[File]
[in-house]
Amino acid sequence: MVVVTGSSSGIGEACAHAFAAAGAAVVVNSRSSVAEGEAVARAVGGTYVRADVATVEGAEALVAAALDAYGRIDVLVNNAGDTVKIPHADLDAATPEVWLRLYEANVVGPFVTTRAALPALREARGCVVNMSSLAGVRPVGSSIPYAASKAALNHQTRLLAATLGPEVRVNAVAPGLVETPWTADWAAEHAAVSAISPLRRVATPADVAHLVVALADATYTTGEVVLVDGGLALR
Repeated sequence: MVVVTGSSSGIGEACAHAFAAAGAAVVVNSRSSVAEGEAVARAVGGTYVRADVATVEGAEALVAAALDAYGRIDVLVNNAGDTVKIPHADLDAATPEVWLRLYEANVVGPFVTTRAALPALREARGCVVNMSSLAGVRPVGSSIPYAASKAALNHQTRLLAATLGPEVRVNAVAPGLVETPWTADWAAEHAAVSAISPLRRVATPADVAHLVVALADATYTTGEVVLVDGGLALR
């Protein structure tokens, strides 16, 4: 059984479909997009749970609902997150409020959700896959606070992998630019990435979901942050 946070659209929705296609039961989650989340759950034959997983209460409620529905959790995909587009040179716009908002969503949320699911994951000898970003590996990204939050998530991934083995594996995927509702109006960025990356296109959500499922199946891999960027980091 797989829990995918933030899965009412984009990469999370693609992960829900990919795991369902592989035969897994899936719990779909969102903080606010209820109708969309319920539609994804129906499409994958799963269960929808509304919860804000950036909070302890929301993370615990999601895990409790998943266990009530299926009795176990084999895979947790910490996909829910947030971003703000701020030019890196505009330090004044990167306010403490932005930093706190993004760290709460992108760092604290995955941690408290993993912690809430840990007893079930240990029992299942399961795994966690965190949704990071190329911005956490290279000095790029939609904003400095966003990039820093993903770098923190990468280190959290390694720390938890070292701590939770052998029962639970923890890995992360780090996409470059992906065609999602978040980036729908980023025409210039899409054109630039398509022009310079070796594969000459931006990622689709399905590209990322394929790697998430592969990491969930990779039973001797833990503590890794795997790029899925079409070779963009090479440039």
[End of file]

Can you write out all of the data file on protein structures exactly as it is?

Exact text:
[in-house]
Amino acid sequence: MVVVTGSSSGIGEACAHAFAAAGAAVVVNSRSSVAEGEAVARAVGGTYVRADVATVEGAEALVAAALDAYGRIDVLVNNAGDTVKIPHADLDAATPEVWLRLYEANVVGPFVTTRAALPALREARGCVVNMSSLAGVRPVGSSIPYAASKAALNHQTRLLAATLGPEVRVNAVAPGLVETPWTADWAAEHAAVSAISPLRRVATPADVAHLVVALADATYTTGEVVLVDGGLALR
Repeated sequence: MVVVTGSSSGIGEACAHAFAAAGAAVVVNSRSSVAEGEAVARAVGGTYVRADVATVEGAEALVAAALDAYGRIDVLVNNAGDTVKIPHADLDAATPEVWLRLYEANVVGPFVTTRAALPALREARGCVVNMSSLAGVRPVGSSIPYAASKAALNHQTRLLAATLGPEVRVNAVAPGLVETPWTADWAAEHAAVSAISPLRRVATPADVAHLVVALADATYTTGEVVLVDGGLALR
């Protein structure tokens, strides 16, 4: 059984479909997009749970609902997150409020959700896959606070992998630019990435979901942050 946070659209929705296609039961989650989340759950034959997983209460409620529905959790995909587009040179716009908002969503949320699911994951000898970003590996990204939050998530991934083995594996995927509702109006960025990356296109959500499922199946891999960027980091 797989829990995918933030899965009412984009990469999370693609992960829900990919795991369902592989035969897994899936719990779909969102903080606010209820109708969309319920539609994804129906499409994958799963269960929808509304919860804000950036909070302890929301993370615990999601895990409790998943266990009530299926009795176990084999895979947790910490996909829910947030971003703000701020030019890196505009330090004044990167306010403490932005930093706190993004760290709460992108760092604290995955941690408290993993912690809430840990007893079930240990029992299942399961795994966690965190949704990071190329911005956490290279000095790029939609904003400095966003990039820093993903770098923190990468280190959290390694720390938890070292701590939770052998029962639970923890890995992360780090996409470059992906065609999602978040980036729908980023025409210039899409054109630039398509022009310079070796594969000459931006990622689709399905590209990322394929790697998430592969990491969930990779039973001797833990503590890794795997790029899925079409070779963009090479440039």